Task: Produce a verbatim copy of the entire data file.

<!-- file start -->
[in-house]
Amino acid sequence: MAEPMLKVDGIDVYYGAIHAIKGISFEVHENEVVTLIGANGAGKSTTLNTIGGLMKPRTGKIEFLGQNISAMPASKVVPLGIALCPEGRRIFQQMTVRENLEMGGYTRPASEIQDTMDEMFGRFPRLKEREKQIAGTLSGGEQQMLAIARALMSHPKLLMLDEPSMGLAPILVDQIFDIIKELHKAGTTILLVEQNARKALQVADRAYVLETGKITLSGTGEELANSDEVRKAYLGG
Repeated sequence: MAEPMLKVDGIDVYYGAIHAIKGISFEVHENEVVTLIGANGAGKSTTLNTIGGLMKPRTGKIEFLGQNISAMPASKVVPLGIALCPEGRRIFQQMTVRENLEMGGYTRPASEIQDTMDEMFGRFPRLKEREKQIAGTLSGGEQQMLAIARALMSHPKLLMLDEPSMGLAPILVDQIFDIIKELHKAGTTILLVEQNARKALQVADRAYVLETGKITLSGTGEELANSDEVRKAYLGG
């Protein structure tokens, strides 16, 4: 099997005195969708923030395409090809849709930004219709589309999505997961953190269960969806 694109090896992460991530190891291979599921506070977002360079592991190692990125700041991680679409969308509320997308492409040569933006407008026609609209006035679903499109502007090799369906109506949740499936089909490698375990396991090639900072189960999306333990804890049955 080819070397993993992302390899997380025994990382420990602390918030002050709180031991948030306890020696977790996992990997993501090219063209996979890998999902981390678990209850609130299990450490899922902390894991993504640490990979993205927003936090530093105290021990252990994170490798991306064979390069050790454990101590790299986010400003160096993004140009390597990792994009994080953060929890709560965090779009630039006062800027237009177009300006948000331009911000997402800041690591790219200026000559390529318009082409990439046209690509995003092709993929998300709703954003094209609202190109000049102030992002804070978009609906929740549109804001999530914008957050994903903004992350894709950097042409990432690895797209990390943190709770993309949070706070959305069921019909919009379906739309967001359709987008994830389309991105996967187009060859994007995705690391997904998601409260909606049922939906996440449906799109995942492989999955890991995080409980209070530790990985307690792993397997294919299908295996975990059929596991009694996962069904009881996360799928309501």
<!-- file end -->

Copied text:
[in-house]
Amino acid sequence: MAEPMLKVDGIDVYYGAIHAIKGISFEVHENEVVTLIGANGAGKSTTLNTIGGLMKPRTGKIEFLGQNISAMPASKVVPLGIALCPEGRRIFQQMTVRENLEMGGYTRPASEIQDTMDEMFGRFPRLKEREKQIAGTLSGGEQQMLAIARALMSHPKLLMLDEPSMGLAPILVDQIFDIIKELHKAGTTILLVEQNARKALQVADRAYVLETGKITLSGTGEELANSDEVRKAYLGG
Repeated sequence: MAEPMLKVDGIDVYYGAIHAIKGISFEVHENEVVTLIGANGAGKSTTLNTIGGLMKPRTGKIEFLGQNISAMPASKVVPLGIALCPEGRRIFQQMTVRENLEMGGYTRPASEIQDTMDEMFGRFPRLKEREKQIAGTLSGGEQQMLAIARALMSHPKLLMLDEPSMGLAPILVDQIFDIIKELHKAGTTILLVEQNARKALQVADRAYVLETGKITLSGTGEELANSDEVRKAYLGG
């Protein structure tokens, strides 16, 4: 099997005195969708923030395409090809849709930004219709589309999505997961953190269960969806 694109090896992460991530190891291979599921506070977002360079592991190692990125700041991680679409969308509320997308492409040569933006407008026609609209006035679903499109502007090799369906109506949740499936089909490698375990396991090639900072189960999306333990804890049955 080819070397993993992302390899997380025994990382420990602390918030002050709180031991948030306890020696977790996992990997993501090219063209996979890998999902981390678990209850609130299990450490899922902390894991993504640490990979993205927003936090530093105290021990252990994170490798991306064979390069050790454990101590790299986010400003160096993004140009390597990792994009994080953060929890709560965090779009630039006062800027237009177009300006948000331009911000997402800041690591790219200026000559390529318009082409990439046209690509995003092709993929998300709703954003094209609202190109000049102030992002804070978009609906929740549109804001999530914008957050994903903004992350894709950097042409990432690895797209990390943190709770993309949070706070959305069921019909919009379906739309967001359709987008994830389309991105996967187009060859994007995705690391997904998601409260909606049922939906996440449906799109995942492989999955890991995080409980209070530790990985307690792993397997294919299908295996975990059929596991009694996962069904009881996360799928309501």